Other victims in the city this year have included about 10 professors and student leaders at state-financed San Carlos University, three Guatemalan social workers employed by the U.S. government-backed Inter-American Foundation and several union leaders, according to the Mutual Support Group and church and university sources. Armed men in civilian clothes staged most of the killings or kidnapings, they said.

Chief of state Mejia denied at a news conference that the armed forces were responsible for any of the killings. He said the Mutual Support Group was "manipulated" by the guerrillas, and attributed the violence at the university to infighting among drug traffickers.

"It appears that there is terrorism in all of the world. We can't be exempt from these problems in Guatemala," Mejia said at the news conference last week.

Statistics compiled by the U.S. Embassy on political violence nationwide showed that killings and abductions were continuing this year but had declined somewhat from last year. The Mutual Support Group and church sources suggested that the U.S. figures were incomplete but did not offer alternative figures.

To some extent the vigilante squads probably have responded to an increase in leftist-oriented political activism this year, according to a variety of sources. Student associations that describe themselves as progressive have stepped up organizing since late 1984, student leaders said. The Mutual Support Group, which says it has 700 members, drew attention with a series of marches.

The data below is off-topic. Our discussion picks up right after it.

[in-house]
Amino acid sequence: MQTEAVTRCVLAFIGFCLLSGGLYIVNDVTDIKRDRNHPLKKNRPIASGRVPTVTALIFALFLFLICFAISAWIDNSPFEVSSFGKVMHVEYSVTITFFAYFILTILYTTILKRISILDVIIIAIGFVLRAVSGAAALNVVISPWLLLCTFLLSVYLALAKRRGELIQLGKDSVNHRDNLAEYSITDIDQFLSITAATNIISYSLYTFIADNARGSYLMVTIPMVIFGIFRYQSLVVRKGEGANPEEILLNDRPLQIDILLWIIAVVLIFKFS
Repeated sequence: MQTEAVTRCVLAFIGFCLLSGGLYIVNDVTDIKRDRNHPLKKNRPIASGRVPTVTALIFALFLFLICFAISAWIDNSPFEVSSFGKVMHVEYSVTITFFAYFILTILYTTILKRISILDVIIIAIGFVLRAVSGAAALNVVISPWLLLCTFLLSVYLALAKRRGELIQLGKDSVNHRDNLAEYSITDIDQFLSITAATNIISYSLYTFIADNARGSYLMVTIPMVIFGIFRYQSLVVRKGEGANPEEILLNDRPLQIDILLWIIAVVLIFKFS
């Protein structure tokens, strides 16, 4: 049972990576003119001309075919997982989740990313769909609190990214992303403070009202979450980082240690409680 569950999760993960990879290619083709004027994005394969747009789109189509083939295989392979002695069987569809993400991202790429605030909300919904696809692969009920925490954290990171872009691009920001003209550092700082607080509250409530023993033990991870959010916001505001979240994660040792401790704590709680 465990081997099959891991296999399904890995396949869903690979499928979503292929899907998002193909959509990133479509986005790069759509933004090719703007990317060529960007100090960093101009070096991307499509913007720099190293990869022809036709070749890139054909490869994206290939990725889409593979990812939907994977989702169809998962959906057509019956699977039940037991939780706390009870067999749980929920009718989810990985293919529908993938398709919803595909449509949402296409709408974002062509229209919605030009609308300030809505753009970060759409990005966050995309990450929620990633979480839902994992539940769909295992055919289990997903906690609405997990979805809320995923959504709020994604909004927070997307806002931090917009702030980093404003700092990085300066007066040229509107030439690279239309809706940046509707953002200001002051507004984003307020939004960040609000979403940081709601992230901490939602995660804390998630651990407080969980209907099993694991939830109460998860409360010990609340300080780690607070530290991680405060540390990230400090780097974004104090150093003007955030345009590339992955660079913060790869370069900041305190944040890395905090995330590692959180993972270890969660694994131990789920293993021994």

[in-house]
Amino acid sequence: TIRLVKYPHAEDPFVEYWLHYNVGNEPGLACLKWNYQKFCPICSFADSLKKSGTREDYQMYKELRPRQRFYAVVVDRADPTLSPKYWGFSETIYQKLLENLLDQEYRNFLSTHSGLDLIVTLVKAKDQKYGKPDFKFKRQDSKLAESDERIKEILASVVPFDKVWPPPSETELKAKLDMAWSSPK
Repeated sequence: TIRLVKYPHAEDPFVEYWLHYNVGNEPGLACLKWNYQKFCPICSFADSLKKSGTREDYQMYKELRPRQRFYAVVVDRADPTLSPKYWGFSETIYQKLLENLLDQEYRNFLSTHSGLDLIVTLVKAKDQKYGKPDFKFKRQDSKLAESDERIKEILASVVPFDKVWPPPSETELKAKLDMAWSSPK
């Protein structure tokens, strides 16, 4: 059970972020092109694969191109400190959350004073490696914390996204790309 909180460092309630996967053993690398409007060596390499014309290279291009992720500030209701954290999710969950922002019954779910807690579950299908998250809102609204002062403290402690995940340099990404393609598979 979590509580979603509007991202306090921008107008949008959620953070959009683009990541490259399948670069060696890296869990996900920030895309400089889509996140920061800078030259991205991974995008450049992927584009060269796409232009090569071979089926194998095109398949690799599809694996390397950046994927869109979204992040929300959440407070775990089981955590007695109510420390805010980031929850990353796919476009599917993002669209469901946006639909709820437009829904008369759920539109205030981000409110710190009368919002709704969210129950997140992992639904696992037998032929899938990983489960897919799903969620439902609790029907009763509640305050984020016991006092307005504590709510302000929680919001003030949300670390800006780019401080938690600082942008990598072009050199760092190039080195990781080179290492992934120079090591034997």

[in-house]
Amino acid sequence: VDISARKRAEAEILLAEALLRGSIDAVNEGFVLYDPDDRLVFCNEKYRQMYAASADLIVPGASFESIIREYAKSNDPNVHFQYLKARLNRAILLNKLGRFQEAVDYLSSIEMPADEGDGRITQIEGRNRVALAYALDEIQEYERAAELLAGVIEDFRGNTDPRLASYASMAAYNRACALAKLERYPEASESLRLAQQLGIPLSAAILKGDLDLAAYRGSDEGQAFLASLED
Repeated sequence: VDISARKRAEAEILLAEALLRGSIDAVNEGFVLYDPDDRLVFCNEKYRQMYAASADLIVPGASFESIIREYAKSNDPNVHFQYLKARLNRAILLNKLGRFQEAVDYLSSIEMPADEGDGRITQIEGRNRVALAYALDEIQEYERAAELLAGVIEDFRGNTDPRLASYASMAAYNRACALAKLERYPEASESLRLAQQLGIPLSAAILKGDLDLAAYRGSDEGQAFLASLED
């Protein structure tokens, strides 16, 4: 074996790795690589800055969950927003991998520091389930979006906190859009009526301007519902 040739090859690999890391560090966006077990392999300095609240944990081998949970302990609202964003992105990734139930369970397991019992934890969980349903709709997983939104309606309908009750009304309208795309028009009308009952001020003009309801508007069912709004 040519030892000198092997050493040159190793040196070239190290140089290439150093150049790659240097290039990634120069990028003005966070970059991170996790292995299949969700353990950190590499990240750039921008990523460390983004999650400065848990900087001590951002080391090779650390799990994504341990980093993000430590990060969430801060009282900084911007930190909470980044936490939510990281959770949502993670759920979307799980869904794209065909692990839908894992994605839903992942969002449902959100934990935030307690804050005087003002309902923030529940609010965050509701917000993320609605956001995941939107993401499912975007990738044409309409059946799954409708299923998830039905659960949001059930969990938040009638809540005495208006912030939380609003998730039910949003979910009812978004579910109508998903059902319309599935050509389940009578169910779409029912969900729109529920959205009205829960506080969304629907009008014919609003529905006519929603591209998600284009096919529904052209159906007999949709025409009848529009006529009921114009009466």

This modest surge of political activity was accompanied by an increase in guerrilla attacks in the countryside at the start of the year. The Marxist insurgents, estimated by the Army to number about 2,000, remain active despite having lost considerable ground to the government since 1981 and 1982.

Increased guerrilla probing has triggered a tough reaction against peasants suspected of helping the rebels in the area around Patzun, 30 miles west of the capital, according to diplomats and other sources familiar with the area. The U.S. Embassy said that 21 persons had been killed and 34 abducted this year in that municipality, the equivalent of a county, and a diplomat said that government security forces there had "overreacted."

While violence has attracted most attention, the economy is the principal worry of most Guatemalans. The officially recognized inflation rate has quadrupled this year to 16 percent from 3.8 percent in 1984, and diplomats said that a more realistic figure is 60 percent. The economic growth rate was expected to stay flat again this year after a minimal expansion of 0.2 percent last year.

The nation's powerful business community blocked a government attempt in April to push through austerity measures including a 50 percent tax on luxury imports. Diplomats and university economists accused the nation's upper class of sabotaging the economy by refusing to accept new taxes.

"The private sector here does not seem to want to assume any kind of responsibility for development of infrastructure or for the well-being of the populace as a whole," a diplomat said.